This post is contributed by Bhavya Viswarajan, Content Publishing Intern at Exam18
Poetry, the high and mighty- hard to write, harder to decipher. Come exams, and this very cryptic rhetoric can be the cause of sleepless nights and missing tufts of hair. But be it Gertrude Stein and her enigmatic roses, or Wordsworth and his “host of golden daffodils”, the right approach, and a little bit of imagination can help unveil the underlying metaphors and make the connotations more coherent. We at Exam18 are here to help you do exactly that. To help brush up your language and literature skills before the Board exams, Exam18 is here with a series of new books and reading materials for the ICSE syllabus, including a comprehensive study of the Paper 2 (English Literature) poems.
Scripted by Mrs. Madhuri Shukla, one of our most successful authors with over 30 years of teaching experience, this book provides an introduction to the genre of poetry and its variants, and also delves into poetic devices and figures of speech. This is followed by extensive discussions on the nine poems prescribed in the ICSE English syllabus, complete with notes on the author, line-by-line analysis, vocabulary and a set of questions and answers. Mrs Shukla’s notes on the poets are particularly enlightening as they help understand the context in which the poem has been produced.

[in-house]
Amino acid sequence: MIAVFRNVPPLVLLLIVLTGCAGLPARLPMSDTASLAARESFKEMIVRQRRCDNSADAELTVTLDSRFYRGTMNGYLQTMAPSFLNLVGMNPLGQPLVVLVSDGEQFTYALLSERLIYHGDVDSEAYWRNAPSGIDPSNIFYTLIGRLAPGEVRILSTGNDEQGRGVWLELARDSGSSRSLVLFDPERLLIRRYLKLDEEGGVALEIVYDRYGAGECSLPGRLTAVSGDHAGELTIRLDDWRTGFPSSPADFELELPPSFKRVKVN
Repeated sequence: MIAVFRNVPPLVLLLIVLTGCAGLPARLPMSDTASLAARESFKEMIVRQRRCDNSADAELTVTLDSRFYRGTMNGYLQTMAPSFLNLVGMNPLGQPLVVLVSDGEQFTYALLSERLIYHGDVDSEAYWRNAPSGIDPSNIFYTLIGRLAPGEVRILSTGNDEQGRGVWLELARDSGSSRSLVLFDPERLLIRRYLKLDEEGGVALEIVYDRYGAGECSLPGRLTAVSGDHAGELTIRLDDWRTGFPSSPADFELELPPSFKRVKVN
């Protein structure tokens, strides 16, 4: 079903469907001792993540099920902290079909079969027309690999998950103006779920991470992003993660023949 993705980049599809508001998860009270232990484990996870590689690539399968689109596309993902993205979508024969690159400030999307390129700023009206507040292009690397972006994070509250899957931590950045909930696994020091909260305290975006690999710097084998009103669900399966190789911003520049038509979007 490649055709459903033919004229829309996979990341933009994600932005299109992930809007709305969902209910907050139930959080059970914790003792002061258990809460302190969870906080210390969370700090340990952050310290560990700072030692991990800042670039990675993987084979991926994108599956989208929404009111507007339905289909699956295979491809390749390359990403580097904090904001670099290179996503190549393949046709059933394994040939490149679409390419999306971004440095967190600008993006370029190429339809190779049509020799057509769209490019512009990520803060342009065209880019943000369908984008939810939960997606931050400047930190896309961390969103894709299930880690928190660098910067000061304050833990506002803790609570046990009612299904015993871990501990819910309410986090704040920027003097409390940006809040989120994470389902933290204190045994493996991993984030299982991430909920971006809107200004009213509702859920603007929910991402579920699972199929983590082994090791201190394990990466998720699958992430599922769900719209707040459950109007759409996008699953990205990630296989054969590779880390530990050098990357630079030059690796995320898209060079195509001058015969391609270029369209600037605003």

The age old question of “How can we know the dancer from the dance?” (Yeats, ‘Among School Children’) is suspended given the tinge of the autobiographical found in the poems of people like Sylvia Plath and Dylan Thomas. We find a recurrence of a similar confessional strain in the poetry of many Indians too. When Rabindranath Tagore implores the heavenly father to lead the country to freedom (‘Where the mind is without fear’), it’s a comment not merely on a freedom from colonial oppression, but also on freedom from the clutches of religion into reason. Without some insight into the time the poem is situated in (although Tagore’s concerns still seem applicable) and the poet’s background, not just the beauty, but also the meaning of the poem would be elusive. The short notes provided about the poets, along with their timeline and their writing styles, help with this.
Poetry is all about using words in a different context. It is about refusing an isomorphic relationship between words and their meanings and furnishing it with a little bit more than a dictionary meaning. In order to understand poetry, hence, you need to understand the connotations conjured up by the poet. The vocabulary given in this Ultimate Guide to Poems is bound to help discern those vague and unconventional phrases. Add to this the questions and answers from excerpts from the poem, you have a one-stop solution to all your tussles with poems, circumscribed in one book.
So the next time you wonder whether Robert Frost sighs in regret or in relief, open our Ultimate Guide to Poems: Class 10, available exclusively on Exam18, and work out the analogy. It’s Rs. 499 for the printed book format and Rs. 249 for digital download (pdf) format. Click below to read more and place your order.
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